Saturday, July 17, 2010

Eaten Too Fast

I made Mom's apple pastry a couple of months ago. I just found the pictures I took for it, but there are no pictures of the final product. I remember I had to leave for ultimate while it was still in the oven, but I have no recollection of what happened next. Either somebody already ate a piece, or I was really hungry when I came back and ate it without thinking twice about a picture for this blog.


All the apples were cut while I was sitting at the computer watching a House episode. No cutting board (a la Mama G).

(These were also the apples from Costco I was carrying when I ate shit on my board.)

It was noted in the previous post's comments that "food" label has surpassed everything else (by a wide margin). Even JT. GASP!

JT and I made ice-cream sandwiches a while ago.


YES!

I have two midterms next week. Algorithms is on Tuesday and Computer Architecture is on Wednesday. Summer school is hard and I certainly didn't get the easiest professors. (I did get one REALLY good TA.)

Check this. Multi-cycle implementation of a processor has been omitted from the newest edition of our textbook. We were forced to buy the new edition, of course. Professor Tamir thinks multi-cycle is so important that he is emphasizing it on the midterm. Last homework on multi-cycle was so hard, I nearly cried. I'm sure he has his reasons. He is extremely smart and is a really interesting person to talk to during breaks. But I can't help it but be upset because multi-cycle implementation is the only material that I don't fully understand and now have to study.

It is study time. Only break this weekend = making Pasta e Fajioli!

My fourth most-played song on iTunes.

Monday, July 12, 2010

I Miss Russia (Not)

What I really miss is mom and grandma's cooking, mama, papa, gammmmma and grandfather. (Although I would miss them even more if they had a kitty-cat. Hint.)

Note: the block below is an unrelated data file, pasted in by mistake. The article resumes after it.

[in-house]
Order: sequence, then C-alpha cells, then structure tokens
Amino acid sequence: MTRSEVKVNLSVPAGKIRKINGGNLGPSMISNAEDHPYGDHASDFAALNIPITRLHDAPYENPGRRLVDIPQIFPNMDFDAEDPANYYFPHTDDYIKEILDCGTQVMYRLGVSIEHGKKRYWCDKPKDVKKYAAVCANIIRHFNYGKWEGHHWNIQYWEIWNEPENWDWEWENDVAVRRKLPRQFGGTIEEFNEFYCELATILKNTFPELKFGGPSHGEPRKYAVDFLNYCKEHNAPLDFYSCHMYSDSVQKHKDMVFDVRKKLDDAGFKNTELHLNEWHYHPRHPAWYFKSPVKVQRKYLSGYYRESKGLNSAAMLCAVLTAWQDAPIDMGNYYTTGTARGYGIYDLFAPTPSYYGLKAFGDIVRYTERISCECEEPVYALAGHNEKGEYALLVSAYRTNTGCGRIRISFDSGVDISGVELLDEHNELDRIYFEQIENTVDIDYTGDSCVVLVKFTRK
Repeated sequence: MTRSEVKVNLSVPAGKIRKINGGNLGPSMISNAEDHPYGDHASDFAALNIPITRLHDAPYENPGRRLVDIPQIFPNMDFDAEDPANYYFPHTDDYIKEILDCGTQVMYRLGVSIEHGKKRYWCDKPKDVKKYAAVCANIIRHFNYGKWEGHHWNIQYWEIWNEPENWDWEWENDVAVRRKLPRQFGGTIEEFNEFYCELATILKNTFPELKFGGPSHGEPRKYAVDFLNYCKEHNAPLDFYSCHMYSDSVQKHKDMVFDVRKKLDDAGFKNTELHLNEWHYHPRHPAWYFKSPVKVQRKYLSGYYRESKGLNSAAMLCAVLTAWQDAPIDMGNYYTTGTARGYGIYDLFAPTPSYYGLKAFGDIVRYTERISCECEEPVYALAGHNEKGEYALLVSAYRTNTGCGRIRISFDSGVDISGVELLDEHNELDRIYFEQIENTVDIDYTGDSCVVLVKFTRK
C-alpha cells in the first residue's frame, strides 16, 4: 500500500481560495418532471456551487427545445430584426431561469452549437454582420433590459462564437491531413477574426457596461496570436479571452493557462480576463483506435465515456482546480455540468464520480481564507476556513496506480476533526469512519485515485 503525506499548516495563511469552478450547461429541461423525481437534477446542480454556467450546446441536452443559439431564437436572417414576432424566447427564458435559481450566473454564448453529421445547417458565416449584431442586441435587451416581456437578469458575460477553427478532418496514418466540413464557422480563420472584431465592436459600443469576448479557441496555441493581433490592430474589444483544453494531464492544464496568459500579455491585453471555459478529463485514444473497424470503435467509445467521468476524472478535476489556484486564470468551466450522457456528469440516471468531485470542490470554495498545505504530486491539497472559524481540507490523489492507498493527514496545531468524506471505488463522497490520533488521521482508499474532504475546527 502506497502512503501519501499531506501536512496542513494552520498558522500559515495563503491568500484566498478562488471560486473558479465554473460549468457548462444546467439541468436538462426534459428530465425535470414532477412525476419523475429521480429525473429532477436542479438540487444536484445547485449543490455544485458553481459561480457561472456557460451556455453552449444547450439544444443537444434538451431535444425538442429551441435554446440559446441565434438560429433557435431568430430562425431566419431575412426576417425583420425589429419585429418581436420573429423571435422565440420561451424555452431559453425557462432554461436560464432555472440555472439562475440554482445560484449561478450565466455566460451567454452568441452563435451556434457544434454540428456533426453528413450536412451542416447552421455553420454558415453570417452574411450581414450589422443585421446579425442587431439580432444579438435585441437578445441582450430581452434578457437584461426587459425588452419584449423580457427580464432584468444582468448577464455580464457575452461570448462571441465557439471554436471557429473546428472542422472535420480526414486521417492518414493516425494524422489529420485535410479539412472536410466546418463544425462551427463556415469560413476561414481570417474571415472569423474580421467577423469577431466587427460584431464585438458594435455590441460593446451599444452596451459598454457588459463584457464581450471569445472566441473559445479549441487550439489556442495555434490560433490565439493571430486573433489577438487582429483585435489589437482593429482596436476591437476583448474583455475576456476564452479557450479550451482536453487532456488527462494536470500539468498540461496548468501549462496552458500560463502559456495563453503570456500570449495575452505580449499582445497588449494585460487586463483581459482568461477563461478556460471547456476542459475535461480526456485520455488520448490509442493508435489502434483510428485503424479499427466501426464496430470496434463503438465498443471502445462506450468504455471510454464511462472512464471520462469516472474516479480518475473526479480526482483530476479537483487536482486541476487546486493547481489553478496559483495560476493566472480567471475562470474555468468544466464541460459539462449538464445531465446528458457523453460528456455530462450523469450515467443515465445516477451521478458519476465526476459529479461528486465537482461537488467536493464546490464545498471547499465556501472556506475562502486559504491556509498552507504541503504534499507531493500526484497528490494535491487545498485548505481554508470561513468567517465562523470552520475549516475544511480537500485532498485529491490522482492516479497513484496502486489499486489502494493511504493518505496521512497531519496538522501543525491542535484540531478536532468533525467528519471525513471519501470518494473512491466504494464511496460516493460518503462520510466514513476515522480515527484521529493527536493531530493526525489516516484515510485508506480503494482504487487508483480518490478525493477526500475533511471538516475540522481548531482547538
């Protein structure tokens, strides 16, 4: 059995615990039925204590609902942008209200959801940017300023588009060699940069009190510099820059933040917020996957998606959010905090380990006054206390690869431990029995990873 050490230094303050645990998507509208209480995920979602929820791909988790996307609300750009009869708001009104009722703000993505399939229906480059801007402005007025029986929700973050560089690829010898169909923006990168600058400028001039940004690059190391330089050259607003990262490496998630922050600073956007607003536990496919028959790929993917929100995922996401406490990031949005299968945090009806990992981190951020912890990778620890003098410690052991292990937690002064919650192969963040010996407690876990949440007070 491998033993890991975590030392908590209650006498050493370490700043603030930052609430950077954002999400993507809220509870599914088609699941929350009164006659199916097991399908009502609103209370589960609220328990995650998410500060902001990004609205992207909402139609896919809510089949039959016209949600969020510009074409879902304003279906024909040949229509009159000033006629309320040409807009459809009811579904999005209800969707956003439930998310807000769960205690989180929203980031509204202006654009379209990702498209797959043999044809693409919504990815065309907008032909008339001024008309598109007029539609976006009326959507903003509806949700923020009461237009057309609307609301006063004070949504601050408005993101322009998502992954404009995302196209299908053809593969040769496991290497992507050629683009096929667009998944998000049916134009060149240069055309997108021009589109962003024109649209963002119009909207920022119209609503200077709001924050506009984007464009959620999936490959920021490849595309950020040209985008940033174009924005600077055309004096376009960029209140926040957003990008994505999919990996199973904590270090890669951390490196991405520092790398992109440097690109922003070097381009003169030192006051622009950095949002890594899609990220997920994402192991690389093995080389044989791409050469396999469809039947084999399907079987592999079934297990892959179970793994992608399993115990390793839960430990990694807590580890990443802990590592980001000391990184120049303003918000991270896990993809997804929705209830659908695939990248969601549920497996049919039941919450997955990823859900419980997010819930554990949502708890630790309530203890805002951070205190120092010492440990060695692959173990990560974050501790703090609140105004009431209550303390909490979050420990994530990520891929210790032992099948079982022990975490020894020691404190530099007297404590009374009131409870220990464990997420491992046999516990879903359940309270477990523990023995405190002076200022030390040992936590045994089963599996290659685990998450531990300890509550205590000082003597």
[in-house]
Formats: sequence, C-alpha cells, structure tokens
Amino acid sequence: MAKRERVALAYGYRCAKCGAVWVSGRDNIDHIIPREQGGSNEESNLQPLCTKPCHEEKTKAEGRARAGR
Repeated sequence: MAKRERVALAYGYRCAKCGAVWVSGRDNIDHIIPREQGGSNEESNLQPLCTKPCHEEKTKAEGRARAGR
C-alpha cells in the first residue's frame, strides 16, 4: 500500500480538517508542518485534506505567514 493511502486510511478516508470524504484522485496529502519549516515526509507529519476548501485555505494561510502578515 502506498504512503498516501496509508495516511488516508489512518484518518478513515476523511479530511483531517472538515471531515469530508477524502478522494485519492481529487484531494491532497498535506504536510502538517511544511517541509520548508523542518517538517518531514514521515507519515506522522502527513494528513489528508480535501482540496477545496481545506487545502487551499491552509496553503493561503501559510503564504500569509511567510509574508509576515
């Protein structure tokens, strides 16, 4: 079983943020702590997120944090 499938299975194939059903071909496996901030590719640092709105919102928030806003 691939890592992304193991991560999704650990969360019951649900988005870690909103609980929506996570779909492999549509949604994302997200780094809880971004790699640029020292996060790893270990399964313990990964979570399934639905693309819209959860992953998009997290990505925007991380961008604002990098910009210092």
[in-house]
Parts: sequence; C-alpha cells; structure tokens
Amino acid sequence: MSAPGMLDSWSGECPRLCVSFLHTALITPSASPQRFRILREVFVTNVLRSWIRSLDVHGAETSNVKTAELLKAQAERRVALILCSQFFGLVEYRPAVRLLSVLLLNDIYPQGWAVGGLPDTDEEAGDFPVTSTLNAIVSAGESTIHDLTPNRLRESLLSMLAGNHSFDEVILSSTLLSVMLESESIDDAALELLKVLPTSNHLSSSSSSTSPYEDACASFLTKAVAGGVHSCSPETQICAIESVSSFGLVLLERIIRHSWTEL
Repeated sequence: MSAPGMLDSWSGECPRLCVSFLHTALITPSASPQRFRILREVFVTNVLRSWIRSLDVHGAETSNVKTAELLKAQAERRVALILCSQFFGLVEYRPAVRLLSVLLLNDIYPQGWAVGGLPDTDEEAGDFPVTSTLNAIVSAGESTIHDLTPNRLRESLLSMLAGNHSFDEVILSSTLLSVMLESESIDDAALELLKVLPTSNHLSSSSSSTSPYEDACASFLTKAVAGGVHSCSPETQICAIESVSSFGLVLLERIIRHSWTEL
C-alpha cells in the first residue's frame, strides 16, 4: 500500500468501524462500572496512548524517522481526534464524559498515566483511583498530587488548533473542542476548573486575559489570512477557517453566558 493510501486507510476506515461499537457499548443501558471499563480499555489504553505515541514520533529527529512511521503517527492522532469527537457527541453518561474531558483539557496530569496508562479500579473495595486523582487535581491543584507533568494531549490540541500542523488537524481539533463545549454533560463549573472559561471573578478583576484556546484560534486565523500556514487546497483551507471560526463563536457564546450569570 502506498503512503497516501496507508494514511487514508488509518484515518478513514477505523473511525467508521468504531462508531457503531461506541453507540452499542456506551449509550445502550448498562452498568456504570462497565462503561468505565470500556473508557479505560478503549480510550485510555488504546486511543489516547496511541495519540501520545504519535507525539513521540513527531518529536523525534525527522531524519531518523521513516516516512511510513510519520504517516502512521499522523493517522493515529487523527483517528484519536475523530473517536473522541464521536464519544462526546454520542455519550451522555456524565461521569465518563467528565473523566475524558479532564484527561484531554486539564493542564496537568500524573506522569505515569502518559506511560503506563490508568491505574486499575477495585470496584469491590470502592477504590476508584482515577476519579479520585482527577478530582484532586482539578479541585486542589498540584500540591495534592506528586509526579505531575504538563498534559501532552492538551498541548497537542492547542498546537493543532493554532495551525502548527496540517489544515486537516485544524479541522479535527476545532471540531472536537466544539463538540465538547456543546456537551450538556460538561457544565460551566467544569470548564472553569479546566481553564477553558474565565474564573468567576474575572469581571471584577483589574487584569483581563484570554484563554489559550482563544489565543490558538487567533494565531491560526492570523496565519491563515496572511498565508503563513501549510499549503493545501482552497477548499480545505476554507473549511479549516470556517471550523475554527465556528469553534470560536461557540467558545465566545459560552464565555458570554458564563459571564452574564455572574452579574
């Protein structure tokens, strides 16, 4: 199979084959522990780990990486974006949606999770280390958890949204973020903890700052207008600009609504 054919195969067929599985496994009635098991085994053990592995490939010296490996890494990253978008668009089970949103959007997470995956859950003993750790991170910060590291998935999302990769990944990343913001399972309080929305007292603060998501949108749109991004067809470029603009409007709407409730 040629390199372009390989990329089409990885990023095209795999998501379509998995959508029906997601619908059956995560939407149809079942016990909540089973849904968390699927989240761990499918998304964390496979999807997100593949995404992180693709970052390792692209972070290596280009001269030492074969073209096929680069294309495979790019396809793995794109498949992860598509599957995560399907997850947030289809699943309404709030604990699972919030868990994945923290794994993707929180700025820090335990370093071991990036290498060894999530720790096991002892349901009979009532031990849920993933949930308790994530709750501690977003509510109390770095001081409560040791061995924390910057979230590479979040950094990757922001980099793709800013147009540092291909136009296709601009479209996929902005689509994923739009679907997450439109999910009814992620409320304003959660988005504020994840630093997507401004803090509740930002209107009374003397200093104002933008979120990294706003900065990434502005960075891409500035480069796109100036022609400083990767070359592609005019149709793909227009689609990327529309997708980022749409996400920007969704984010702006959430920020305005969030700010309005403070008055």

Don't get me wrong, there is nothing like a hearty pot roast with rice and thin gravy compliments of Sue to make me go "Mmmmm". That's something I can only get at the Bakalor's household. I don't know of anyone else who slow-cooks meat drowned in Coca-Cola. My point is, you can't really win. When I'm in Russia, I miss the US; when I'm in the US, I miss being in Russia.

I've been craving Russian dishes lately. Last week I made borscht. (It's really "borsch". No "t". I don't know why Americans stick "t"s where they are not needed.) Mom sent me two pages of instructions that I followed the best I could considering she doesn't use any measuring devices. I was really skeptical as to how it would turn out, but it was awesome. I mean, it was really good. The picture does it no justice.

That satisfied my craving for something Russian. But only for a week. I got the recipe for cabbage pie from mom a couple of days ago and made it today. It's still in the oven. I tasted the filling though. It's so good. Here is the recipe:


Cabbage Pie

Dough
Ingredients
1 1/2 cup of milk
1 egg
2 tbsp yeast
2 sticks of butter (cut up a little)
750g of flour (4-5 cups, I'm just guessing. I weighed mine.)
1 tbsp sugar

Directions:
1. Dissolve yeast in half of the milk heated to about body temperature. Add a little sugar to the milk/yeast mixture. Give it a stir.
2. Sift flour into a food processor. Add the butter and pulse. (You can also just sift the flour in a bowl, add the putter and cut it up with a knife.
3. Add egg, sugar, the rest of milk and the milk/yeast mixture. Mix until a dough forms. Cover with a towel and get started on the filling.


Filling
Ingredients:
4 hard-boiled eggs (I used 5 because I looove 'em)
1/4 head of cabbage (I used 1/2 because I love cabbage)